via Caribbean 360
The U.S. has named several Caribbean Community countries as major money laundering states whose financial institutions engage in currency transactions involving significant amounts of proceeds from international narcotics trafficking.
In its just released 2014 International Narcotics Control Strategy Report, the U.S. State Department listed Antigua and Barbuda, Bahamas, Belize and Haiti as among major money laundering countries and jurisdictions around the world.
In addition to these CARICOM countries, the other Caribbean islands named are the British Virgin Islands and the Cayman Islands.
The report also notes that countries like the United Kingdom, the United States, Australia, Brazil, Russia, France, Canada as well as the Dominican Republic, Germany, Greece and the Netherlands had been designated major money laundering countries.
The report, which describes the steps taken during the previous year by the governments of nearly 90 countries to reduce illicit narcotics production, trafficking, and use as well as money laundering and financial crimes, said that the “complex nature of money laundering transactions today makes it difficult in many cases to distinguish the proceeds of narcotics trafficking from the proceeds of other serious crime. Moreover, financial institutions engaging in transactions involving significant amounts of proceeds of other serious crime are vulnerable to narcotics-related money laundering.”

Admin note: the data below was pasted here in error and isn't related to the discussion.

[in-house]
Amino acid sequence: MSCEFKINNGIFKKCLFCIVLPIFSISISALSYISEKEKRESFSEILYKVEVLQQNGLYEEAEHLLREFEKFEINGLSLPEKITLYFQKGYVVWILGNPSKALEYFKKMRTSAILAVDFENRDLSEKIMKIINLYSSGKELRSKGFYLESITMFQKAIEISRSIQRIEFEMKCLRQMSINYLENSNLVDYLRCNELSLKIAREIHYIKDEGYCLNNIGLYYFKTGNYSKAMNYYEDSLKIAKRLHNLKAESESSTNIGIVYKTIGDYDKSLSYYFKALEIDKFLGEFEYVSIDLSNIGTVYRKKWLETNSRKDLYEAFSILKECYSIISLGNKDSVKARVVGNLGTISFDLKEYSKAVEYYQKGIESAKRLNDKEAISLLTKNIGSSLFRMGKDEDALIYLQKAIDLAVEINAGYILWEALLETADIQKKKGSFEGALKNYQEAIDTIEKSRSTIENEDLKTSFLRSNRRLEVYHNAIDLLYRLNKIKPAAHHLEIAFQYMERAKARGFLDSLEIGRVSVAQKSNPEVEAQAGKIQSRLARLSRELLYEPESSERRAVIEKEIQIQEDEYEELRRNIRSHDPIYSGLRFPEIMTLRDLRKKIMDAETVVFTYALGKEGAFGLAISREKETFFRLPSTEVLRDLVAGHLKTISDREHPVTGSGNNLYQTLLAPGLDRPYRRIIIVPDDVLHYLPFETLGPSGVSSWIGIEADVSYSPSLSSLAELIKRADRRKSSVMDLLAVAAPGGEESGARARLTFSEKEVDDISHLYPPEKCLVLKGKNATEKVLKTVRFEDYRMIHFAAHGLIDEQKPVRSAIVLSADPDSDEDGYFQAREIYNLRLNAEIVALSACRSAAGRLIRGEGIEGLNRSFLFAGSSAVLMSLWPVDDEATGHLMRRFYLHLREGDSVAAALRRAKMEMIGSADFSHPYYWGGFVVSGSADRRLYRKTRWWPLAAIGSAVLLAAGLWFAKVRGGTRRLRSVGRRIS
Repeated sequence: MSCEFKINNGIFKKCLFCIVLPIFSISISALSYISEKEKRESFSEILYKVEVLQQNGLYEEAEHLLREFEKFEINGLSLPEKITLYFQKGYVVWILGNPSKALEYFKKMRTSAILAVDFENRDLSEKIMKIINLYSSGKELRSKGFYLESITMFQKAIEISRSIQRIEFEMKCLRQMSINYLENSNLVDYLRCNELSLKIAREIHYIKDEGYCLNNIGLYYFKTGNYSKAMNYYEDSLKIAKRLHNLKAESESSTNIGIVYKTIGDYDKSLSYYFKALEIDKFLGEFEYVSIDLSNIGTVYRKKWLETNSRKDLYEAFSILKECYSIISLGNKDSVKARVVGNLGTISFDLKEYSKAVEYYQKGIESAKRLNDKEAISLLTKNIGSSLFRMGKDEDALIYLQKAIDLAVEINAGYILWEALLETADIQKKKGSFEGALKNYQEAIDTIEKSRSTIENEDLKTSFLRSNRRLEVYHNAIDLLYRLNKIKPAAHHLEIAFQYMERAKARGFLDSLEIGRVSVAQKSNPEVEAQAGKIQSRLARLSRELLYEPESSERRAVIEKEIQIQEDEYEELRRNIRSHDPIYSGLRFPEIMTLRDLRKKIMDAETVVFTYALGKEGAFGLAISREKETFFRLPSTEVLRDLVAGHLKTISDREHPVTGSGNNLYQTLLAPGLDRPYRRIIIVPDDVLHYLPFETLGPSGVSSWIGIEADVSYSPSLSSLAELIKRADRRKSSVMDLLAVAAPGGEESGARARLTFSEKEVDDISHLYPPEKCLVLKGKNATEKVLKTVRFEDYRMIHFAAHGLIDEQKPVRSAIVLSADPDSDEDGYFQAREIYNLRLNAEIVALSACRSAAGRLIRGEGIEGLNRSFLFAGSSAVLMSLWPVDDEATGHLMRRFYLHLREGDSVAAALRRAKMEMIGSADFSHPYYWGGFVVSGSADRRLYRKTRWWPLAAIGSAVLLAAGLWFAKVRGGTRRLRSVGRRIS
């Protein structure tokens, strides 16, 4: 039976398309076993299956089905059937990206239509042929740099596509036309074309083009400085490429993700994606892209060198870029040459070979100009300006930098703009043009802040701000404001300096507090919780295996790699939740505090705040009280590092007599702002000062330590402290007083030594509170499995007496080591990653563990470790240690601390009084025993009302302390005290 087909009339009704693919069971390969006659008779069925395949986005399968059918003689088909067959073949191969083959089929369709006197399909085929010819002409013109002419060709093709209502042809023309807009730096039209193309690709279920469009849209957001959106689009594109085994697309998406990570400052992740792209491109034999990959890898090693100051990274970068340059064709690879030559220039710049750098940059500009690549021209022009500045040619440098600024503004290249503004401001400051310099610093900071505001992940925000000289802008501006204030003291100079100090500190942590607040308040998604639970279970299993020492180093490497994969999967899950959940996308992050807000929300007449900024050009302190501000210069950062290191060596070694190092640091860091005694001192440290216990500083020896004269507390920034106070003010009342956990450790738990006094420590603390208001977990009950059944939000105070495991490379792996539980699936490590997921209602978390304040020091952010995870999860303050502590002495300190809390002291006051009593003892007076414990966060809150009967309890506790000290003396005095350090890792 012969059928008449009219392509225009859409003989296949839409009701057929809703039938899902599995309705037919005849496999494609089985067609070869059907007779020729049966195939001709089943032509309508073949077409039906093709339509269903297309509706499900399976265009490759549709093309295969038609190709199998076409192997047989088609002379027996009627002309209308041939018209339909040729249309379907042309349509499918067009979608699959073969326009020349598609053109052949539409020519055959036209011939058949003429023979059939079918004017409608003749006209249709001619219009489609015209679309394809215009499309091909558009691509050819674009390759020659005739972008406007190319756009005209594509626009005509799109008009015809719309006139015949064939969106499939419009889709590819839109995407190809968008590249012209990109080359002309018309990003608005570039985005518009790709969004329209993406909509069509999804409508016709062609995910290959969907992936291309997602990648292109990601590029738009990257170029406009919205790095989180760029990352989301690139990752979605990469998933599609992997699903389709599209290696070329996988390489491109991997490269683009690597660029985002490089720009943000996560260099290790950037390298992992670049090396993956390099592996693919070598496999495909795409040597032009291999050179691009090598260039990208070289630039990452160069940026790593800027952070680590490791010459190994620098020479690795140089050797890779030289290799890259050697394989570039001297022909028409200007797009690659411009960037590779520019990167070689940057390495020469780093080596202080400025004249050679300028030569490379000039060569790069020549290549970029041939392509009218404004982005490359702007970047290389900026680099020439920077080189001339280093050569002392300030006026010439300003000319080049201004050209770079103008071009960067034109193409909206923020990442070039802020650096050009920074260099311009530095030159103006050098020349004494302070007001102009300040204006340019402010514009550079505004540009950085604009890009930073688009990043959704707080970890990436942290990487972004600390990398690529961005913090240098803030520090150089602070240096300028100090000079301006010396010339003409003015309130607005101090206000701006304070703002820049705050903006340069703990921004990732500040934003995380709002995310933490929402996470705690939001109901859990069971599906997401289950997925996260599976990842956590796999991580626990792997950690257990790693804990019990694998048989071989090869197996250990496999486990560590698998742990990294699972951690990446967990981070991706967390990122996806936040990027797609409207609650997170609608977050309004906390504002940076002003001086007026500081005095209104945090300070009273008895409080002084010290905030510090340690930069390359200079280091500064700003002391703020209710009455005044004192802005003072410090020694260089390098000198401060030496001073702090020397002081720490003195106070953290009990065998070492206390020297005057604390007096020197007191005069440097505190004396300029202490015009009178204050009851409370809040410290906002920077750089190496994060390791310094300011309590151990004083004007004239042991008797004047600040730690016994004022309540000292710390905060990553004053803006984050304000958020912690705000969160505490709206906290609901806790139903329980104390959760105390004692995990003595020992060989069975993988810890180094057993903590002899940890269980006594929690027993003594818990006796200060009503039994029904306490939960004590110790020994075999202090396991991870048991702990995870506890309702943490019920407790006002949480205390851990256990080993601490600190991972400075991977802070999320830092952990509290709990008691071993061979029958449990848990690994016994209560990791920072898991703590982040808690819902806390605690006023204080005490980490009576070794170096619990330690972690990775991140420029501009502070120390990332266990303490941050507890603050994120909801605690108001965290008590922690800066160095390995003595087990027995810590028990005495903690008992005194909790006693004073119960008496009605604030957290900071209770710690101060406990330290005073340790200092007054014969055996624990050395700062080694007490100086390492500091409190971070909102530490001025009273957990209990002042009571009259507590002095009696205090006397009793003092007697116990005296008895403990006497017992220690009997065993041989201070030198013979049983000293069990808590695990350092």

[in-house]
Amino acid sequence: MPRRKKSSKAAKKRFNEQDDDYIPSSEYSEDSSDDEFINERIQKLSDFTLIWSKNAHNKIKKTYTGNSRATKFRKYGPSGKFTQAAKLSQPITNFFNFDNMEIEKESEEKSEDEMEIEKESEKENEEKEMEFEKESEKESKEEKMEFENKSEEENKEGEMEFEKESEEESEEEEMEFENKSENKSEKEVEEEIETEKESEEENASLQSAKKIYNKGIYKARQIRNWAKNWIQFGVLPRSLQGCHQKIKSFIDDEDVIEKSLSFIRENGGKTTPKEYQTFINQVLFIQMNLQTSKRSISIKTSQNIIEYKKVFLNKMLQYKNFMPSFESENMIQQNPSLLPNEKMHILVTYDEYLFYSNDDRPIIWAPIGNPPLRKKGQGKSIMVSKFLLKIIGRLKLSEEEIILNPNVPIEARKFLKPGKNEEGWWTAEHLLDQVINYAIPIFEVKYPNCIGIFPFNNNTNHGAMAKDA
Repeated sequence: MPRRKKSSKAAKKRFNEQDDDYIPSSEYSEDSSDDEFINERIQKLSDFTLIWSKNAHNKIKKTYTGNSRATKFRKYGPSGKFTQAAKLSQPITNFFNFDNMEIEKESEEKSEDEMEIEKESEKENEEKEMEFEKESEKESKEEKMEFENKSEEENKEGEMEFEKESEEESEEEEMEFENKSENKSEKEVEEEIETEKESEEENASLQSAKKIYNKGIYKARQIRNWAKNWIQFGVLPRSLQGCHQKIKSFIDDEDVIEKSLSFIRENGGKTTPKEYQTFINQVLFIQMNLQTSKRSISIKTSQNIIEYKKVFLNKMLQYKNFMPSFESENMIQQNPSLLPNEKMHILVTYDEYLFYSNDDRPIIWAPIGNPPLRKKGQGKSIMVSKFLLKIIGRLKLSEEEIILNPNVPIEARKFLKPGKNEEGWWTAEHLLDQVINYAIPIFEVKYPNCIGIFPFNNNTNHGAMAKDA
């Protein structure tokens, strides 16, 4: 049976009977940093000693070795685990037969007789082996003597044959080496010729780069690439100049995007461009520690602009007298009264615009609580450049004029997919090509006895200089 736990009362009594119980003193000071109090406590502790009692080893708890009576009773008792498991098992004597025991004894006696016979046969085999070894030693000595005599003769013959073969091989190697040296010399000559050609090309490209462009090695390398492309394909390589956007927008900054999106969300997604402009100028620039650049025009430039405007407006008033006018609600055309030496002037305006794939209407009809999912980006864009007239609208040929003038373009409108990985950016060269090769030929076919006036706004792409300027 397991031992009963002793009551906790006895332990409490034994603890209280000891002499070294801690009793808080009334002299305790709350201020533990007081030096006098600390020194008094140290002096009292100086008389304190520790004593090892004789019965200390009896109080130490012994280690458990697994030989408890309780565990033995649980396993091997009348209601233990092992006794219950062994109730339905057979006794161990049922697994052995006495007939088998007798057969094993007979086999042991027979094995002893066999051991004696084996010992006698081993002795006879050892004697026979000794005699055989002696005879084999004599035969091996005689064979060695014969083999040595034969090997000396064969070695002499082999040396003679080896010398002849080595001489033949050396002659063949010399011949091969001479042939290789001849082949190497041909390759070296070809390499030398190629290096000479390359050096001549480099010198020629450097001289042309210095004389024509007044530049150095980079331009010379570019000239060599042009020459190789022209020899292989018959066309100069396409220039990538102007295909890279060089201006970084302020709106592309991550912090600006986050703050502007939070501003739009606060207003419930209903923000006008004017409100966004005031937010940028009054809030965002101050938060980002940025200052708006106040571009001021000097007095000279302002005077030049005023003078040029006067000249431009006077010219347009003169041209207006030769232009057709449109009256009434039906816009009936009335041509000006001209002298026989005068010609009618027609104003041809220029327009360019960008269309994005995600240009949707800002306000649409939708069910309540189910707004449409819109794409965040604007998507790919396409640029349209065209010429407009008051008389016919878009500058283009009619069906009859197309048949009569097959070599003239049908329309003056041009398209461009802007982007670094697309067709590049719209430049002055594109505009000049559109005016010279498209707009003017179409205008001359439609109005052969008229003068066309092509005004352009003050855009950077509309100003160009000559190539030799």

Washington said that “this year’s list of major money laundering countries recognizes this relationship by including all countries and other jurisdictions, whose financial institutions engage in transactions involving significant amounts of proceeds from all serious crime.”
The report also notes that Caribbean countries like the Bahamas, Belize, Haiti and Jamaica had been classified as major drug-transit countries.
The State Department defines a major drug transit country as one “that is a significant direct source of illicit narcotic or psychotropic drugs or other controlled substances significantly affecting the United States; or through which are transported such drugs or substances.”
It said that apart from the Caribbean countries, Afghanistan, Bolivia, Burma, Colombia, Costa Rica, Dominican Republic, Ecuador, El Salvador, Guatemala, Honduras, India, Laos, Mexico, Nicaragua, Pakistan, Panama, Peru, and Venezuela were identified and notified to Congress by the President on Sept. 13, last year.